The word “occult” only dates from the 16th century, according to my etymological dictionary, to describe what is veiled, hidden, concealed, unseen, or occluded. As such, “occult” signifies the contrary of revelation or the apocalyptic, which signify dramatic dis-closure or dis-covery, as the casting aside of a veil. Everything that, with the ascent of perspectivising consciousness, became “background” or “underground” fell into the shadow world of “the occult”.
What is presently called “the occult” grew up with the development of the mental-rational consciousness structure itself — as its shadow — but which has come to lead a semi-autonomous life of its own, even though it is a tacit or implicit aspect of the mental-rational consciousness itself.
A few months back, I posted a piece on ironic reversal at our “end of history”. In it I noted the irony of the neo-conservative thesis — an irony that seems to have been lost on its true believers — that the “end of history” could be nothing but the absolute self-negation of the modern era, modern society, and modern civilisation; that “the end of history” could be nothing but the same “post-modern condition” that they pretended to deplore when it was enunciated by others. The “end of history” thesis served to affirm and justify Margaret Thatcher’s “there is no alternative” and “there is no such thing as society”.
The ironic reversal (or enantiodromia) implied in all this is, of course, that this “end of history” along with “there is no alternative” is the self-negation and deconstruction of the liberal democracy and its values, the historical victory of which it pretended to celebrate, for it could only result in a form of totalitarianism itself. This was the irony also recognised by Nietzsche when he wrote,
“Liberal institutions cease to be liberal as soon as they are attained: later on, there are no worse and no more thorough injurers of freedom than liberal institutions.”
It says something about our narcissistic culture that “disillusionment” is considered a disease, and not cure, convalescence, and self-recovery. What’s to value about being “illusioned” in the first place? It’s the condition of illusionment that is the disease.
Disillusionment is, in fact, the very meaning of “apocalypse” as disclosure or revelation of truth. The deeper the illusion, the more shattering the truth when it finally asserts itself. This is why acknowledging truth is sometimes very painful. “The cure for the disease is in the disease” is the great Rumi’s cryptic remark about malaise and disillusionment. Illusionment is narcissism and is connected to what Ernst Becker called “the denial of death”.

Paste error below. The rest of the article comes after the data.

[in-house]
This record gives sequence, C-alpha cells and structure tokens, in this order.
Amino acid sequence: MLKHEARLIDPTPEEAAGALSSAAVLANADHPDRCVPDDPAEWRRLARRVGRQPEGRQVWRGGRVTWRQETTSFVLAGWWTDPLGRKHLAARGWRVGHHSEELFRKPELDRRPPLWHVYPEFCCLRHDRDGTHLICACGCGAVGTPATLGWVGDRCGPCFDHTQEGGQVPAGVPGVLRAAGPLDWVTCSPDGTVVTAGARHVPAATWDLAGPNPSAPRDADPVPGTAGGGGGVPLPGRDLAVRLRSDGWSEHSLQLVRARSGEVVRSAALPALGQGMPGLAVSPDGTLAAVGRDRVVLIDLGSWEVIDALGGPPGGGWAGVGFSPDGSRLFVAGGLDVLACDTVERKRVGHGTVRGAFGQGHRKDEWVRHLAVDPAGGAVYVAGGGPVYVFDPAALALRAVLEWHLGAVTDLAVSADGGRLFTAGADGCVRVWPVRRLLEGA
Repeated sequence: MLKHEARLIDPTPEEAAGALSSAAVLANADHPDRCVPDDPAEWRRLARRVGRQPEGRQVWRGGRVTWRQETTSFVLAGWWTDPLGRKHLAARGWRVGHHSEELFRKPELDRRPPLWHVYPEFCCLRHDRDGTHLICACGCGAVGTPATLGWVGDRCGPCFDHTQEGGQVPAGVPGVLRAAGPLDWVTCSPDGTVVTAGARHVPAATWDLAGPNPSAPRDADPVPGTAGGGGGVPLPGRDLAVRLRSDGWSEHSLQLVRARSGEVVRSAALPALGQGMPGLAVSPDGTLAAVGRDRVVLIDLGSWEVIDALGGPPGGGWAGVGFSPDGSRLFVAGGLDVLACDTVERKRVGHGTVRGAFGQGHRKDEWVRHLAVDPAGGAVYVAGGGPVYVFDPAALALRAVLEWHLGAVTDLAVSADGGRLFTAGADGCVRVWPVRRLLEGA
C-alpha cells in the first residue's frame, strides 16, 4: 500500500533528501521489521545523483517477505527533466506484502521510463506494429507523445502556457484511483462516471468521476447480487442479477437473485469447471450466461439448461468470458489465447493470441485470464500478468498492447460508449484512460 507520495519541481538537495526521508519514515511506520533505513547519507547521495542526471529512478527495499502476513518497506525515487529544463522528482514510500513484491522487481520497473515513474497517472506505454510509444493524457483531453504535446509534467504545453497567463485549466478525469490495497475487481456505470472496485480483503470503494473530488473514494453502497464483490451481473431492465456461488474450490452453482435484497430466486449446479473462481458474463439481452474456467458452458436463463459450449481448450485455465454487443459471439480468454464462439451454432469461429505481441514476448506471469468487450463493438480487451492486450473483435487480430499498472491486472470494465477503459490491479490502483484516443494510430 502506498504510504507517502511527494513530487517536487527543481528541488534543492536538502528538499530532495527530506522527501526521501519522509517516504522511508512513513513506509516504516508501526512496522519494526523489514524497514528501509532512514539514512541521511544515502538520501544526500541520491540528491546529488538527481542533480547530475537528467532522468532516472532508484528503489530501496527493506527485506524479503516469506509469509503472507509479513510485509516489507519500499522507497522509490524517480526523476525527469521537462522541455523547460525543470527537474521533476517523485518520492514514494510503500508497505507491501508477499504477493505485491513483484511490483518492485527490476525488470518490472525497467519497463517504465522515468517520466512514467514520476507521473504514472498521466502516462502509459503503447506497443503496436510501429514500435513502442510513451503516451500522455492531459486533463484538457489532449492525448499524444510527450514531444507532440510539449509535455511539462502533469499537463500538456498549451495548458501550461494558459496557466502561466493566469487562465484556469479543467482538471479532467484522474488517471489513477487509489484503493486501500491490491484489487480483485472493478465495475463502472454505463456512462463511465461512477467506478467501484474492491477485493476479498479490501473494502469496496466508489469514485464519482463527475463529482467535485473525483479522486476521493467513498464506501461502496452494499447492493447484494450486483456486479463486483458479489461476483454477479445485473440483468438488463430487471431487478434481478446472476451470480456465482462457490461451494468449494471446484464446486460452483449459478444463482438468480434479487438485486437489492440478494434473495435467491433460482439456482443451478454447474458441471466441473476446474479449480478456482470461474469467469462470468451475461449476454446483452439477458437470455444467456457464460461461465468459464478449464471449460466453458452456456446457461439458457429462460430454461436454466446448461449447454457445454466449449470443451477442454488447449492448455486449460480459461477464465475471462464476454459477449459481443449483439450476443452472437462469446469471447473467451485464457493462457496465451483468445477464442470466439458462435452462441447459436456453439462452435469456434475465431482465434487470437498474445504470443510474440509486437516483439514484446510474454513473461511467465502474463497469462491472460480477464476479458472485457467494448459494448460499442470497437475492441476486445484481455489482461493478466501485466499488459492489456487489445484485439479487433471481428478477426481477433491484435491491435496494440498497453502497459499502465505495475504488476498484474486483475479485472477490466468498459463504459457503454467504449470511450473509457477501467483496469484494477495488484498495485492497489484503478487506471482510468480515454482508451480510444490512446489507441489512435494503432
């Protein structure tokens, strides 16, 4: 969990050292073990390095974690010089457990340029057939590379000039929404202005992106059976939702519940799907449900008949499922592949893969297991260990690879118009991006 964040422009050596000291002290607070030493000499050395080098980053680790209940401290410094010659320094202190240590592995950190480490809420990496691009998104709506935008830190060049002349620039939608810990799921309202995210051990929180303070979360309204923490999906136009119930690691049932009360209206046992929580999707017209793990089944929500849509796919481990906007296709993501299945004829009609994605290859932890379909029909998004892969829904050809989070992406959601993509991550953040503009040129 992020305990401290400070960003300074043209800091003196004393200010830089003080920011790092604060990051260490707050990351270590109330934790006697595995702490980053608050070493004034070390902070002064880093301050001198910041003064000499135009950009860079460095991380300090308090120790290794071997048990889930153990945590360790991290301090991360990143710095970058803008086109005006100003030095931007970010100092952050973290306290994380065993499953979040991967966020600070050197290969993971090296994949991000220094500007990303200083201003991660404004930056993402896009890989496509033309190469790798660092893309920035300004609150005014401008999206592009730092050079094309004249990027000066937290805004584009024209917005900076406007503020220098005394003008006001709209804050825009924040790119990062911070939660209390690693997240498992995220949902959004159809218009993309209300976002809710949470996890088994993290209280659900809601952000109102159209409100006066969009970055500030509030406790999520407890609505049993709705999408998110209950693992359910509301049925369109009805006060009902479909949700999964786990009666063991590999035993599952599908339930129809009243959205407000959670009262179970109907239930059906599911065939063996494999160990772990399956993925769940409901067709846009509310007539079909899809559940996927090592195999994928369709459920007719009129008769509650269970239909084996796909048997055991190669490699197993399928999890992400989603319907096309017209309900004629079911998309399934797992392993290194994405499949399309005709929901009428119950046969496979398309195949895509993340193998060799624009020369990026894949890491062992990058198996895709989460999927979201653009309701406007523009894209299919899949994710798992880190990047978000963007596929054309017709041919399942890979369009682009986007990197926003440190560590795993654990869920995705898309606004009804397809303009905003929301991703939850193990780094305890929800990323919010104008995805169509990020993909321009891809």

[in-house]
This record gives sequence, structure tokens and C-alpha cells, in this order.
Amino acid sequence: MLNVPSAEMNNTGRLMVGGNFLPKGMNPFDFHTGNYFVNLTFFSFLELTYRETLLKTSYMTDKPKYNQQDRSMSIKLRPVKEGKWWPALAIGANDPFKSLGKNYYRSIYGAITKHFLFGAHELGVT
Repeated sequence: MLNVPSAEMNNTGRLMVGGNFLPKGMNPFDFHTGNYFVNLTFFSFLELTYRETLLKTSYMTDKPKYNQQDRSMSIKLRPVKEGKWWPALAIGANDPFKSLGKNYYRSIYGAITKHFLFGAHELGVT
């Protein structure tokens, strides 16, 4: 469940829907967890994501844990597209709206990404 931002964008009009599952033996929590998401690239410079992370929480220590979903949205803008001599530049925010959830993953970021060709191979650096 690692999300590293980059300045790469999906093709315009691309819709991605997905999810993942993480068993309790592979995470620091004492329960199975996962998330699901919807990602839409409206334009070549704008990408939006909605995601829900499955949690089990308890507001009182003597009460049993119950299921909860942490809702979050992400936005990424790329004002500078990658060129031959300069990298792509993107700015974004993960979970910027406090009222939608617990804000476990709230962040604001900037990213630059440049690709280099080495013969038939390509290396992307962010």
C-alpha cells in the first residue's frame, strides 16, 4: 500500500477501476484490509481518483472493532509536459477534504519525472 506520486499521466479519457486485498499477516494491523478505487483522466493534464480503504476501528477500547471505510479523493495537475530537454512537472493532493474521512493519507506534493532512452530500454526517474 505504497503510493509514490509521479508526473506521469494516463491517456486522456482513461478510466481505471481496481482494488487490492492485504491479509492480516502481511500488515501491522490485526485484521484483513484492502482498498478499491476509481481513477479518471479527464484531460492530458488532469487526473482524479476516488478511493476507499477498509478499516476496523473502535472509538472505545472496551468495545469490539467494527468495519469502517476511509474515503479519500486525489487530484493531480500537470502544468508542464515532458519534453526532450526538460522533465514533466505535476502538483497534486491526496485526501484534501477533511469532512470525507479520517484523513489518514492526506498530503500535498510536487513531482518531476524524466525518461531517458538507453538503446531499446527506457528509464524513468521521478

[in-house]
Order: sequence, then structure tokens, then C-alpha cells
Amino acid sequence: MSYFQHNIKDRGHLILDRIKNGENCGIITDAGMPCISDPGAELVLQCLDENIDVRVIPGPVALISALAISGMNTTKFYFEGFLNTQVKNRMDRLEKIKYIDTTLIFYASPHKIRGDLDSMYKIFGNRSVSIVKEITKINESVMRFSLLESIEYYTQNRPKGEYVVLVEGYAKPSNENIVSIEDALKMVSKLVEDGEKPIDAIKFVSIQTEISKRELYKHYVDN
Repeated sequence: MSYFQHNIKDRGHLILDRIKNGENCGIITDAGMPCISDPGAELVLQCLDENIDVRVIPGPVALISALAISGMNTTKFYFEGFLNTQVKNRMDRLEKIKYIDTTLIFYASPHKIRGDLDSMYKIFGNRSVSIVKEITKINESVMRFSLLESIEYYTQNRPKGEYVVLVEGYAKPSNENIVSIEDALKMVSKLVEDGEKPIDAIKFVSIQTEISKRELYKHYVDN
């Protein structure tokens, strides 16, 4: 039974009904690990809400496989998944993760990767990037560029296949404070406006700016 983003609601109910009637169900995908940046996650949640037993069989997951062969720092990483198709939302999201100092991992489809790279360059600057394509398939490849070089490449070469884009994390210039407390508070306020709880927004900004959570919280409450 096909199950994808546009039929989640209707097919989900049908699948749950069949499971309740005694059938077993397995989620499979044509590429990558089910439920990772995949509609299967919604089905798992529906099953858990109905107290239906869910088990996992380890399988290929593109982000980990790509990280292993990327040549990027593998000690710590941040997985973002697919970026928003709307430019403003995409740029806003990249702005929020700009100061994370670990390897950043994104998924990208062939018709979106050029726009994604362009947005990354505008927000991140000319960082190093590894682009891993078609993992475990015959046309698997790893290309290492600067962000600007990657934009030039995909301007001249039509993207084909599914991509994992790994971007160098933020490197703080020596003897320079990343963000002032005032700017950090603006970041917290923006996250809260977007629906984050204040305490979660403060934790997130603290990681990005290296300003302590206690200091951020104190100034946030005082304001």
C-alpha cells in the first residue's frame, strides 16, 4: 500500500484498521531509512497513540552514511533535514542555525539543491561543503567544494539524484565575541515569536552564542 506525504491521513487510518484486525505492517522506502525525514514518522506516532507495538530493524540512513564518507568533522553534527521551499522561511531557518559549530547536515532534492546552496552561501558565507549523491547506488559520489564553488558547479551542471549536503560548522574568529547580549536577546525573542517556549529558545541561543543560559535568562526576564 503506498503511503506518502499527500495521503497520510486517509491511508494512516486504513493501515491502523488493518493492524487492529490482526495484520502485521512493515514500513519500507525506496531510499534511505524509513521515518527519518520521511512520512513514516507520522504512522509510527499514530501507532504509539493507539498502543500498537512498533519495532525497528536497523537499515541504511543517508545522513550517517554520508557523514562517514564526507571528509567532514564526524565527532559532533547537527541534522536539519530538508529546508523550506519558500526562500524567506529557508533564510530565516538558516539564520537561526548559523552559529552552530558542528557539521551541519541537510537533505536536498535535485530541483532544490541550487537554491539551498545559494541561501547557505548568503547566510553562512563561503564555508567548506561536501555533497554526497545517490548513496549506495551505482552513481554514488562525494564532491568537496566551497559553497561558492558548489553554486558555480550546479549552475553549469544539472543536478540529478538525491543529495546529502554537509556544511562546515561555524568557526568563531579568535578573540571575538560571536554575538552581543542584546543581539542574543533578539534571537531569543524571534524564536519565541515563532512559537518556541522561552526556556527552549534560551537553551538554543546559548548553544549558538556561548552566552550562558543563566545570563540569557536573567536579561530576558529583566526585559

Those who resist and refuse disillusionment-as-revelation are precisely those we call “denialists” and reactionaries. Embrace disillusionment. Even when it feels like death it is the dispelling of the Cloud of Unknowing. One can even say that the “malaise of modernity” is, in fact, the experience of disillusionment.
Not always idyllic….
But then, maybe the moose just wanted to play tag.
I often have strange, bizarre dreams, as I’m sure most of us have. But I’m also persuaded dreaming has an implicit grammar, and that “grammar” — and not logic — is the most appropriate way to reflect on the structure of our dreaming.
And perhaps not just our dreaming, but of our experience of ourselves and our reality more generally. Grammar rules over speech as an ecology of species and forms and of their mutual interactions and transformations — verbs, nouns, words, names, pronouns, participles, enumeration, declensions, adverbs, persons, infinitives, prefix and suffix, definite and indefinite articles, morphemes, phonemes, etc. Dreams, likewise, have their own grammar — an implicit ecology of species and forms — in terms of images and symbols.
That is what Freud and Jung attempted to discover in their own dreams and in the dreaming of others — an implicit grammar of dreams — even if they didn’t explicitly suggest that term (or, at least, not that I recall).
The story of Cain and Abel in the Book of Genesis, and of how Cain slew his brother Abel and thereby became the first murderer, is something that still intrigues. All sorts of interpretations — even some purporting to be “scientific” — are on offer, and most of them are far from the mark (so to speak). Thus, in some of the more common current interpretations — the anthropological interpretations framed within the structure and horizons of the mental-rational consciousness itself — Abel the herdsman is the symbol of the pastoral civilisation that was displaced and suppressed by the agricultural and settled civilisation. Some religious interpretations are even weirder and even more pointless.
Such interpretations reveal only the mind’s tendency to merely touch upon the surface of things, and to mistake what are only secondary qualities and peripheral features as being, in fact, primary and essential.